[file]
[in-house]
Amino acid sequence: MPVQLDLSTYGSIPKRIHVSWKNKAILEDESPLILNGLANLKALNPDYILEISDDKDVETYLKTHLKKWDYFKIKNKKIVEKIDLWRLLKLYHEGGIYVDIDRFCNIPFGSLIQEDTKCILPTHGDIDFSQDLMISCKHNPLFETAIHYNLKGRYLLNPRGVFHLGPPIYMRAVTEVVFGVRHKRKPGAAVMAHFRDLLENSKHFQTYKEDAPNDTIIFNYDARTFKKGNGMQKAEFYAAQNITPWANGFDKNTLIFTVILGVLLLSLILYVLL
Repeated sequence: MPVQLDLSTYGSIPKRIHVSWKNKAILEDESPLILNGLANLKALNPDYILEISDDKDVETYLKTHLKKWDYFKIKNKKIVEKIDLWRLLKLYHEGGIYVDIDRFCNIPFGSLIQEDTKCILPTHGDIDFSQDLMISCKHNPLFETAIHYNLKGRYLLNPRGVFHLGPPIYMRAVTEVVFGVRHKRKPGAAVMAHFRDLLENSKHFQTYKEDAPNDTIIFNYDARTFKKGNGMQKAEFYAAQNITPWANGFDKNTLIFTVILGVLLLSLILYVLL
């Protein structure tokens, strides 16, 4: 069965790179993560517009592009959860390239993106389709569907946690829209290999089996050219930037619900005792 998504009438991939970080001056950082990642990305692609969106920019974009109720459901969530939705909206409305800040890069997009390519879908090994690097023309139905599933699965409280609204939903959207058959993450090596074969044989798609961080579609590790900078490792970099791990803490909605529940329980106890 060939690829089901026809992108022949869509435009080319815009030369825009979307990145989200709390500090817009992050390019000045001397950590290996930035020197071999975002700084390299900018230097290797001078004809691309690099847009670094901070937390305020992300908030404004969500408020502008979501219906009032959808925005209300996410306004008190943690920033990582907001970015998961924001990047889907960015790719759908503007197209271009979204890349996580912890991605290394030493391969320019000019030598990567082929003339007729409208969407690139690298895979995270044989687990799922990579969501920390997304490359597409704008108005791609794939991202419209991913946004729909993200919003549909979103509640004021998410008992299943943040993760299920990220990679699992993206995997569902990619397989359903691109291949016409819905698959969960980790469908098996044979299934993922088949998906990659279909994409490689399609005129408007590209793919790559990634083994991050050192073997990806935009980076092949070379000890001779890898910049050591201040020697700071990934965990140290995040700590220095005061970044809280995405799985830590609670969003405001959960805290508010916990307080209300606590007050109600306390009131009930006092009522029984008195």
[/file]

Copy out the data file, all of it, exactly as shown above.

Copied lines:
[in-house]
Amino acid sequence: MPVQLDLSTYGSIPKRIHVSWKNKAILEDESPLILNGLANLKALNPDYILEISDDKDVETYLKTHLKKWDYFKIKNKKIVEKIDLWRLLKLYHEGGIYVDIDRFCNIPFGSLIQEDTKCILPTHGDIDFSQDLMISCKHNPLFETAIHYNLKGRYLLNPRGVFHLGPPIYMRAVTEVVFGVRHKRKPGAAVMAHFRDLLENSKHFQTYKEDAPNDTIIFNYDARTFKKGNGMQKAEFYAAQNITPWANGFDKNTLIFTVILGVLLLSLILYVLL
Repeated sequence: MPVQLDLSTYGSIPKRIHVSWKNKAILEDESPLILNGLANLKALNPDYILEISDDKDVETYLKTHLKKWDYFKIKNKKIVEKIDLWRLLKLYHEGGIYVDIDRFCNIPFGSLIQEDTKCILPTHGDIDFSQDLMISCKHNPLFETAIHYNLKGRYLLNPRGVFHLGPPIYMRAVTEVVFGVRHKRKPGAAVMAHFRDLLENSKHFQTYKEDAPNDTIIFNYDARTFKKGNGMQKAEFYAAQNITPWANGFDKNTLIFTVILGVLLLSLILYVLL
């Protein structure tokens, strides 16, 4: 069965790179993560517009592009959860390239993106389709569907946690829209290999089996050219930037619900005792 998504009438991939970080001056950082990642990305692609969106920019974009109720459901969530939705909206409305800040890069997009390519879908090994690097023309139905599933699965409280609204939903959207058959993450090596074969044989798609961080579609590790900078490792970099791990803490909605529940329980106890 060939690829089901026809992108022949869509435009080319815009030369825009979307990145989200709390500090817009992050390019000045001397950590290996930035020197071999975002700084390299900018230097290797001078004809691309690099847009670094901070937390305020992300908030404004969500408020502008979501219906009032959808925005209300996410306004008190943690920033990582907001970015998961924001990047889907960015790719759908503007197209271009979204890349996580912890991605290394030493391969320019000019030598990567082929003339007729409208969407690139690298895979995270044989687990799922990579969501920390997304490359597409704008108005791609794939991202419209991913946004729909993200919003549909979103509640004021998410008992299943943040993760299920990220990679699992993206995997569902990619397989359903691109291949016409819905698959969960980790469908098996044979299934993922088949998906990659279909994409490689399609005129408007590209793919790559990634083994991050050192073997990806935009980076092949070379000890001779890898910049050591201040020697700071990934965990140290995040700590220095005061970044809280995405799985830590609670969003405001959960805290508010916990307080209300606590007050109600306390009131009930006092009522029984008195």